# Puzzle 155: Minesweeper-Tapa

Here’s another puzzle I made in preparation for the recent Logic Masters. It’s a Minesweeper Tapa, a type from the Tapa round on the contest.

In other news, results have now been posted: https://logic-masters.de/LM/2018_e_tabelle.php. (It seems linear time bonus really isn’t the right choice where players finish after a fraction of the round: On round 6 I took 3.5 minutes compared to the next player’s 5 minutes, for a factor 1.06 in points.)

Rules Solve as a regular Tapa, except the clues just specify the total number of shaded cells in the surrounding cells, as in Minesweeper.

# Puzzle 93b: Regular Tapa

I thought the underlying “regular” Tapa from the JaTaHoKu I published earlier was worthy of a dedicated post. Is there a name around for this variant?

While resolving this one will require a few case distinctions, it does have a reasonable break-in, and is quite doable if you choose the right spots. It’s possible that prescribing the number of shaded cells is not necessary, give it a try with three shaded cells per row/column.

Rules Solve as a regular Tapa. Additionally, there must be exactly four shaded cells in every row and column.

# Puzzle 98: JaTaHoKu, cryptic

Last JaTaHoKu for now, a JaTaHoKu with cryptic clues. I made a triagonal one, too, but didn’t get around to rendering that yet. Maybe later.

Rules Place numbers from 1 to 6 into some empty cells, such that each row, column and region contains each number exactly once. Clues within the grid are Tapa clues; the numbered cells form a valid Tapa solution with respect to these. Clues along the bottom and right edges are skyscraper clues. Clues along the top and left are Japanese Sums clues, with question marks standing in for unspecified digits. (I.e., 10 would be two question marks.)

Some digits have been replaced by letters. Equal letters correspond to equal digits, different letters to different digits.

# Puzzle 97: JaTaHoKu, cylindrical

Another JaTaHoKu, this time cylindrical.

Rules Place numbers from 1 to 5 into some empty cells, such that each row, column and region contains each number exactly once. Clues within the grid are Tapa clues; the numbered cells form a valid Tapa solution with respect to these. Clues along the bottom and right edges are skyscraper clues. Clues along the top and left are Japanese Sums clues, with question marks standing in for unspecified digits. (I.e., 10 would be two question marks.)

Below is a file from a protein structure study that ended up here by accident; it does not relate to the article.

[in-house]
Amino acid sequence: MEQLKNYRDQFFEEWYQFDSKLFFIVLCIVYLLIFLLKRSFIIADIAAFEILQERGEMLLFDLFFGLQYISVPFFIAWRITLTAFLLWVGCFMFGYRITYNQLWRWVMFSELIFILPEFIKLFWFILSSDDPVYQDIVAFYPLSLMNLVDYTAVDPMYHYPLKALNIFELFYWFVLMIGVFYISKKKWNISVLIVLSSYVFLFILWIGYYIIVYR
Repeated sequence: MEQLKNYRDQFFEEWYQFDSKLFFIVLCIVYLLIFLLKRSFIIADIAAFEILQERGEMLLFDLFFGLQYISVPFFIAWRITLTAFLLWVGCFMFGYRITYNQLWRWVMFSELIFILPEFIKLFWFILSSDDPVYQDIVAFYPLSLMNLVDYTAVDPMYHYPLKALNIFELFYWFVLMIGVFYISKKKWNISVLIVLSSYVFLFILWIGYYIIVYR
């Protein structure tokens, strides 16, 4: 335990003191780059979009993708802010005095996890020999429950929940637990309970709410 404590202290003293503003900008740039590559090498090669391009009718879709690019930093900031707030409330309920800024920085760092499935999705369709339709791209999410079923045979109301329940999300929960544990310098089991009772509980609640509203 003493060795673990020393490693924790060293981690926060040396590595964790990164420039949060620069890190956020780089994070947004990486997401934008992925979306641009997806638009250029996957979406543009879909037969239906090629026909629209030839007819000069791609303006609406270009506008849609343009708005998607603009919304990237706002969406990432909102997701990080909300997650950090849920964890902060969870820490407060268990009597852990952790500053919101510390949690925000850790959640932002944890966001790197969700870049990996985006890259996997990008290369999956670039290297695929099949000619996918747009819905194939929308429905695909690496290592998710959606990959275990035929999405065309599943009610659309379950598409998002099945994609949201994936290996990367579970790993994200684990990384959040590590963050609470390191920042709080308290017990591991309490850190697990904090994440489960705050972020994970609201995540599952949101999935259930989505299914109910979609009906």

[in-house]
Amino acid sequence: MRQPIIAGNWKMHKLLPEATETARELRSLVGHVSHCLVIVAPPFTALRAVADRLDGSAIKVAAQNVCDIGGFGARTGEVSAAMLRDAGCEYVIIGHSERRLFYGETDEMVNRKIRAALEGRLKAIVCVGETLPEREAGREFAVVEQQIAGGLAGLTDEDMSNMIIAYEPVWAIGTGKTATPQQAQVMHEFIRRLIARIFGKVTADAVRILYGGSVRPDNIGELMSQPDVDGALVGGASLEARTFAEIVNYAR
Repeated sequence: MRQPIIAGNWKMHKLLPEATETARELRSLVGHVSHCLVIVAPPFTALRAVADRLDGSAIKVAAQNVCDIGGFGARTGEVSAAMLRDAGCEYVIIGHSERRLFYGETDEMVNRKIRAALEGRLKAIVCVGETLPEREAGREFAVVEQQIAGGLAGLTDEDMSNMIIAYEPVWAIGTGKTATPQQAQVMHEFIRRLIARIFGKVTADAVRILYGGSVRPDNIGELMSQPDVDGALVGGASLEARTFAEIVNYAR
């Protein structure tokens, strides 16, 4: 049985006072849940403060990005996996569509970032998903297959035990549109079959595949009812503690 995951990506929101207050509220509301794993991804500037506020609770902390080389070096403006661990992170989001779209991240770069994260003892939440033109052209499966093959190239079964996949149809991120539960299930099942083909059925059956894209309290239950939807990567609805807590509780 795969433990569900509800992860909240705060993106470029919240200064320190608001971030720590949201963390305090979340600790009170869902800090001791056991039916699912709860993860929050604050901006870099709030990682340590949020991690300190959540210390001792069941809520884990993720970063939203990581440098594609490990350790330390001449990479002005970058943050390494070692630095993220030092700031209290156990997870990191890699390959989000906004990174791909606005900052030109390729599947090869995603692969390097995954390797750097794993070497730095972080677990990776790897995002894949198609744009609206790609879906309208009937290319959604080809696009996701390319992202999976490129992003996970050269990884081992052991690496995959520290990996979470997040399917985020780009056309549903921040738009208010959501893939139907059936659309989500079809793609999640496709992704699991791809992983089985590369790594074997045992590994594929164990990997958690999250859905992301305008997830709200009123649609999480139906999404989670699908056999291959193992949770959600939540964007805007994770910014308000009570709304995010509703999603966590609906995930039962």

The grid wraps around from top to bottom. Clues along the top act as Japanese Sums clues in order, starting at any group of numbers. Clues along the bottom act as Skyscraper clues, starting at 1. (So for example, a clue ‘1’ is impossible.)

# Puzzle 95: JaTaHoKu

Another JaTaHoKu, this one using the full rule set. It’s probably a bit easier than the first one. Note that the given 4s in the grid are Tapa clues.

Rules Place numbers from 1 to 5 into some empty cells, such that each row, column and region contains each number exactly once. Clues within the grid are Tapa clues; the numbered cells form a valid Tapa solution with respect to these. Clues along the bottom and right edges are skyscraper clues. Clues along the top and left are Japanese Sums clues, with question marks standing in for unspecified digits. (I.e., 10 would be two question marks.)

# Puzzle 94: JaTaHoKu

Another JaTaHoKu I just made, to prove to myself that it’s possible to make accessible JaTaHoKus. You might want to solve this one before the previous one.

Rules Place numbers from 1 to 5 into some empty cells, such that each row, column and region contains each number exactly once. Clues within the grid are Tapa clues; the numbered cells form a valid Tapa solution with respect to these. Clues along the bottom and right edges are skyscraper clues. Clues along the top and left are Japanese Sums clues, with question marks standing in for unspecified digits. (I.e., 10 would be two question marks.)

# Puzzle 93: JaTaHoKu

Here’s a first (Ja)TaHoKu, which I made to prepare for the Logic Masters. Mostly an exercise in the interaction between the Tapa rules and the equal number of cells per row/column/region; that part seems to have potential as a Tapa variation. Would you have thought that even without rooms, the one Tapa clue implies that the mirrored cell has to be shaded?

Rules Place numbers from 1 to 4 into some cells, such that each row, column and region contains each number exactly once. Clues within the grid are Tapa clues; the numbered cells form a valid Tapa solution with respect to these. Clues along the bottom and right edges are skyscraper clues.